Abraham Lincoln: president ... and wrestler?

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February 16, 2015

But this match wasn’t in front of more than 90,000 fans in the Pontiac Silverdome. The bout likely took place near Offutt’s store. “It was in an opening in a grove of trees,” White said. “There would often be wrestling matches or political speeches in a clearing or grove of trees.”

Lincoln had the clear physical advantage in the match. “Armstrong was eight or 10 inches shorter, but had the reputation that he could lick anybody,” White said. When the match began, the gang leader struggled to keep up with the much larger Lincoln due to his much shorter reach. “They started out in various prescribed holds. They locked up and began to wrestle with a sequence of maneuvers.”

Various accounts have Armstrong sensing defeat and fouling Lincoln by tripping him — the equivalent to a low blow by today’s standards. Honest Abe, never one to break the rules, became incensed and used his long, powerful arms to grab his opponent by the neck and shake him vigorously like a rag doll. With The Clary’s Grove Boys backing up Armstrong, they began to corner Lincoln. Some say that Lincoln offered to take on each member of the gang, but their leader called off the bout instead. The competitors agreed on a draw and Armstrong proclaimed Lincoln to be, “the best fella that ever broke into this settlement.”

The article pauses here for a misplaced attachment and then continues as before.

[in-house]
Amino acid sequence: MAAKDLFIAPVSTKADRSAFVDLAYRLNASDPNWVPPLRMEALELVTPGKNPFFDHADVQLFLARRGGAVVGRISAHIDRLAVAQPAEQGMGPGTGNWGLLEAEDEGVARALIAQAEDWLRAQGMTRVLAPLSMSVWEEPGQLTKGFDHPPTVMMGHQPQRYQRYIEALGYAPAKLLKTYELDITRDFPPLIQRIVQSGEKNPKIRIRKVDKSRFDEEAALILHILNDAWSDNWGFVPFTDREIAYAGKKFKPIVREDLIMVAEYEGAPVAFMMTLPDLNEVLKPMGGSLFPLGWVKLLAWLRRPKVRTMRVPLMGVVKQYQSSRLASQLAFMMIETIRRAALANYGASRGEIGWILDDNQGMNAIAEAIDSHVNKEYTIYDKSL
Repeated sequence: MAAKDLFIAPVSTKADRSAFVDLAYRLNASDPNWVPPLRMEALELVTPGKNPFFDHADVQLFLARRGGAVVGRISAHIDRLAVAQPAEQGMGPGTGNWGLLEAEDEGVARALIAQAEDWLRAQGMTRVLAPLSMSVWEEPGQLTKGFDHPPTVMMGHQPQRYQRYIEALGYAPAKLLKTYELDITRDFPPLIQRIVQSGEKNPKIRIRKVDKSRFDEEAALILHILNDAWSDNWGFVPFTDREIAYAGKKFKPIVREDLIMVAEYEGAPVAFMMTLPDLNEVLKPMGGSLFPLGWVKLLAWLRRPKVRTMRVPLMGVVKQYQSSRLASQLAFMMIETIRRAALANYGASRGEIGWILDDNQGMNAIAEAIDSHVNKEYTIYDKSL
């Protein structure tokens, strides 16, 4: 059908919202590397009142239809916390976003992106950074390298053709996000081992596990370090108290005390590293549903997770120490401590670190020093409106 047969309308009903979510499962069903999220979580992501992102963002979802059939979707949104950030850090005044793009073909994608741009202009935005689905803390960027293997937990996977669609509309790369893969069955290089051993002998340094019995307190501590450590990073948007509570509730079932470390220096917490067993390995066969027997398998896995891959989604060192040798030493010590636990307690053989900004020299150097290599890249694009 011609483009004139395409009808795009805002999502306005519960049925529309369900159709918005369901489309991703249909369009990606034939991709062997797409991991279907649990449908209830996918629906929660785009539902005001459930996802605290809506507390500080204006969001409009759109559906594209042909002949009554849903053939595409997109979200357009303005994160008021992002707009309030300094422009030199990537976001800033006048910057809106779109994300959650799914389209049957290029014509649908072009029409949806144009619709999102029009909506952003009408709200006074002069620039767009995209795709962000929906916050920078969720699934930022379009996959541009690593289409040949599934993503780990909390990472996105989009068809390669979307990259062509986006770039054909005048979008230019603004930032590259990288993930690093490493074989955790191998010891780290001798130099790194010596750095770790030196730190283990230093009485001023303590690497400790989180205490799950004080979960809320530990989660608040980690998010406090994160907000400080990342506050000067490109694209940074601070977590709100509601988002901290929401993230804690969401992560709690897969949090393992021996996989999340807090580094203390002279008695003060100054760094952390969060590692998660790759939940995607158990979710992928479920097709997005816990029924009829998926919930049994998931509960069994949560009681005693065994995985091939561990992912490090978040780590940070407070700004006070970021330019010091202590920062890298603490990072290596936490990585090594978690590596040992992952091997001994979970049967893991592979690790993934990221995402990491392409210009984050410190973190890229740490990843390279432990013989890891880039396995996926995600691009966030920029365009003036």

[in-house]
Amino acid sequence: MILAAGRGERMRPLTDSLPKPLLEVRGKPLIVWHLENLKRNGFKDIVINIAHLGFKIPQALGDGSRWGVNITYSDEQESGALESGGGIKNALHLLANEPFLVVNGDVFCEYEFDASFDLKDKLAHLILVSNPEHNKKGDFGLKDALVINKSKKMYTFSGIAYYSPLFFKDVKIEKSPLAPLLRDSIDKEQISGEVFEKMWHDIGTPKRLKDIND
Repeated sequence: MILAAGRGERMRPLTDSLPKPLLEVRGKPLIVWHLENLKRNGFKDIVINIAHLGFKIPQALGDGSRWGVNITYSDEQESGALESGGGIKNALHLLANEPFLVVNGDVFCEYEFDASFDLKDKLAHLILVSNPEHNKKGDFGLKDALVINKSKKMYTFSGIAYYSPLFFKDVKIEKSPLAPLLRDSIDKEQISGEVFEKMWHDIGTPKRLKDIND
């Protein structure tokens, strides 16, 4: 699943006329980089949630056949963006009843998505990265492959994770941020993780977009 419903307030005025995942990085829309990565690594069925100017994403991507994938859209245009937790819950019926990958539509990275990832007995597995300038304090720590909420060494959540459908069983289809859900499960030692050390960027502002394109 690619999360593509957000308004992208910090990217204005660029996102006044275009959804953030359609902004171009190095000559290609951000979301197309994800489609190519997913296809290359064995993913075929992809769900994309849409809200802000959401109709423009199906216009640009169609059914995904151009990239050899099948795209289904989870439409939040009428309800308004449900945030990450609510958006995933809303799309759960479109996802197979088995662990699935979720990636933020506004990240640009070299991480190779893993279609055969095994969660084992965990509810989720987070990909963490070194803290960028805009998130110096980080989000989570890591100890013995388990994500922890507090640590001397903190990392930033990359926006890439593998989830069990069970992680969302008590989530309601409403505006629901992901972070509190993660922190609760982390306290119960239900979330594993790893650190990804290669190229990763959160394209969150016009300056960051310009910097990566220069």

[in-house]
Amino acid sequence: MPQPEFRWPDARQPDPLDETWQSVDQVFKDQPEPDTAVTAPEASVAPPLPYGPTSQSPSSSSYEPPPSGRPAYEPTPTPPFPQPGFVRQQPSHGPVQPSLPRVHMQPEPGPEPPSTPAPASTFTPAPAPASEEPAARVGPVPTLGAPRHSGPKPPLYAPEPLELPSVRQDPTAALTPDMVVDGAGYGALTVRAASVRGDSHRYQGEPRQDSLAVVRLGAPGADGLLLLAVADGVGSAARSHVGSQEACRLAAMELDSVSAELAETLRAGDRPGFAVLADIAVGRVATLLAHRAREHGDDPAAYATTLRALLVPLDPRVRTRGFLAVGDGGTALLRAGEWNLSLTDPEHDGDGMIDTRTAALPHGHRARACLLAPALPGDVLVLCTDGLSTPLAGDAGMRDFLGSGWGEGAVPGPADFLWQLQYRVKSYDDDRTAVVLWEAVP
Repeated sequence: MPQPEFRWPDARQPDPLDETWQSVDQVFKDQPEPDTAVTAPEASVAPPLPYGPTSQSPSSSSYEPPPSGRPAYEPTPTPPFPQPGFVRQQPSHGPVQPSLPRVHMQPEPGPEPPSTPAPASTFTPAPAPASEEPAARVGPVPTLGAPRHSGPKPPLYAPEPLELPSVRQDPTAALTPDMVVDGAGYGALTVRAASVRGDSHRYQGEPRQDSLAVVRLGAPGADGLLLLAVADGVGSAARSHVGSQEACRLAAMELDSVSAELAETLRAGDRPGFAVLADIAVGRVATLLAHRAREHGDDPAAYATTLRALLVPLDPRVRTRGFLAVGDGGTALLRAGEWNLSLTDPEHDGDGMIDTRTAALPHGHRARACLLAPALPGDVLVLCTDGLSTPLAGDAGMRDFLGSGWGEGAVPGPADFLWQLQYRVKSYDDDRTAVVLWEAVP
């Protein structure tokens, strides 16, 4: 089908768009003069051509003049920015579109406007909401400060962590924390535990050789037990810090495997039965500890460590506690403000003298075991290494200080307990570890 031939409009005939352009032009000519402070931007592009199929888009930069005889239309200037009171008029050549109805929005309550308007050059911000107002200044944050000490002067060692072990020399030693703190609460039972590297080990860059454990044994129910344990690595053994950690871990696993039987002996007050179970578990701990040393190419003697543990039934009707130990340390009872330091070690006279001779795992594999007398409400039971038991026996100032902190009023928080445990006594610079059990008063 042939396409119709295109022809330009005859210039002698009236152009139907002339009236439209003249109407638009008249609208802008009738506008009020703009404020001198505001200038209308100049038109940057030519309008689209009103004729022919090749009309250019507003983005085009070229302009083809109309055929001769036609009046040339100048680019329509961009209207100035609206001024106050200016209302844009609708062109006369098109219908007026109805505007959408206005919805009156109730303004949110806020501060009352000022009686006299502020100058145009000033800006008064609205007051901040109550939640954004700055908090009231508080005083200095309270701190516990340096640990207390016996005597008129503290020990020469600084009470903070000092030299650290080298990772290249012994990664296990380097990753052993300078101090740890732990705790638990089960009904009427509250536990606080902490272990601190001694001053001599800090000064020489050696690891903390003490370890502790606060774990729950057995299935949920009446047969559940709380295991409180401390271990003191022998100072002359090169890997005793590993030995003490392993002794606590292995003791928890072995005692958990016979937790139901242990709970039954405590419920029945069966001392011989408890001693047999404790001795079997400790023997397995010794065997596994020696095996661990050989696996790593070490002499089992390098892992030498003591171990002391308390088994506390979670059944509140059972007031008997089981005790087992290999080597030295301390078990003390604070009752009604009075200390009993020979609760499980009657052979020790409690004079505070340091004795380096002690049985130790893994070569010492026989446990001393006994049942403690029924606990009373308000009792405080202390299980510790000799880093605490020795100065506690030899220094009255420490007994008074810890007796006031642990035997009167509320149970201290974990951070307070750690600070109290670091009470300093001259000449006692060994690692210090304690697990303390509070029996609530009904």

“It may have been under the rules that Lincoln would have won the match,” White explained. “But what really endeared Lincoln to this group of young men was that Lincoln didn’t want to win the match when he was obviously the stronger and better wrestler.” Instead, the two men agreed to simply shake hands out of respect. “It spoke volumes about the kind of person Lincoln became,” White said.

Lincoln had so much respect for his opponent that he and Armstrong became great friends. More than 25 years later, Armstrong’s son was on trial for murder. Like The Rock sprinting to the ring to assist an ally in need, Lincoln acted as the attorney and the jury returned a verdict of not guilty.

Lincoln’s reputation as a strong and talented wrestler contributed to his early success as a politician. “He actually ran for Illinois state legislature the very next year in 1832,” White said. “He didn’t win, but in the immediate vicinity of New Salem, he won almost all the votes.” As Lincoln’s reputation grew, so did his success. “Two years later he ran again. There were 14 men on the ballot for four seats. Lincoln finished in second place among the 14.”

White concluded, “His reputation rose rapidly, and wrestling was part of that.”

Lincoln went on to become arguably the greatest United States president of all time. But if WWE had been around, Lincoln very well could have become the greatest Superstar of all time instead.

Ronald C. White, Jr. is currently writing a biography on Ulysses S. Grant. You can purchase The New York Times Best Seller “A. Lincoln” on Amazon by clicking here. His website is RonaldCWhiteJr.com.

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